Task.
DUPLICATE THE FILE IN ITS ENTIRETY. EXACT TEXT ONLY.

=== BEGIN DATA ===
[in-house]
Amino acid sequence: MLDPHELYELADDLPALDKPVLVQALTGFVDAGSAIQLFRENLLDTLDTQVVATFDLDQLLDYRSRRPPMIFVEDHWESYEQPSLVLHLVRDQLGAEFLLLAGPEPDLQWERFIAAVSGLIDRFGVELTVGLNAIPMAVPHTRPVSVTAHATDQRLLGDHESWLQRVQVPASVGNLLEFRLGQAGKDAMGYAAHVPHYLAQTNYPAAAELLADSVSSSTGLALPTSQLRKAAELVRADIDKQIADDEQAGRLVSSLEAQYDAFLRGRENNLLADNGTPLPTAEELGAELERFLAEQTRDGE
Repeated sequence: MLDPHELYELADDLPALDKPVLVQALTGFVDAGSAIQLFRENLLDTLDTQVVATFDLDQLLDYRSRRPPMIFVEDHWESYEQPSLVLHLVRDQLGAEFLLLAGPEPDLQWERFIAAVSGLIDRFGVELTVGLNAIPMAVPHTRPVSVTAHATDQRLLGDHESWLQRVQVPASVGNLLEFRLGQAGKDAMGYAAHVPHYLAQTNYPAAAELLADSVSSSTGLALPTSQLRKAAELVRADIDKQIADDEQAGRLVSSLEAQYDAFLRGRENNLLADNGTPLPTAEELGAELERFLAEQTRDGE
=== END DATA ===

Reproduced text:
[in-house]
Amino acid sequence: MLDPHELYELADDLPALDKPVLVQALTGFVDAGSAIQLFRENLLDTLDTQVVATFDLDQLLDYRSRRPPMIFVEDHWESYEQPSLVLHLVRDQLGAEFLLLAGPEPDLQWERFIAAVSGLIDRFGVELTVGLNAIPMAVPHTRPVSVTAHATDQRLLGDHESWLQRVQVPASVGNLLEFRLGQAGKDAMGYAAHVPHYLAQTNYPAAAELLADSVSSSTGLALPTSQLRKAAELVRADIDKQIADDEQAGRLVSSLEAQYDAFLRGRENNLLADNGTPLPTAEELGAELERFLAEQTRDGE
Repeated sequence: MLDPHELYELADDLPALDKPVLVQALTGFVDAGSAIQLFRENLLDTLDTQVVATFDLDQLLDYRSRRPPMIFVEDHWESYEQPSLVLHLVRDQLGAEFLLLAGPEPDLQWERFIAAVSGLIDRFGVELTVGLNAIPMAVPHTRPVSVTAHATDQRLLGDHESWLQRVQVPASVGNLLEFRLGQAGKDAMGYAAHVPHYLAQTNYPAAAELLADSVSSSTGLALPTSQLRKAAELVRADIDKQIADDEQAGRLVSSLEAQYDAFLRGRENNLLADNGTPLPTAEELGAELERFLAEQTRDGE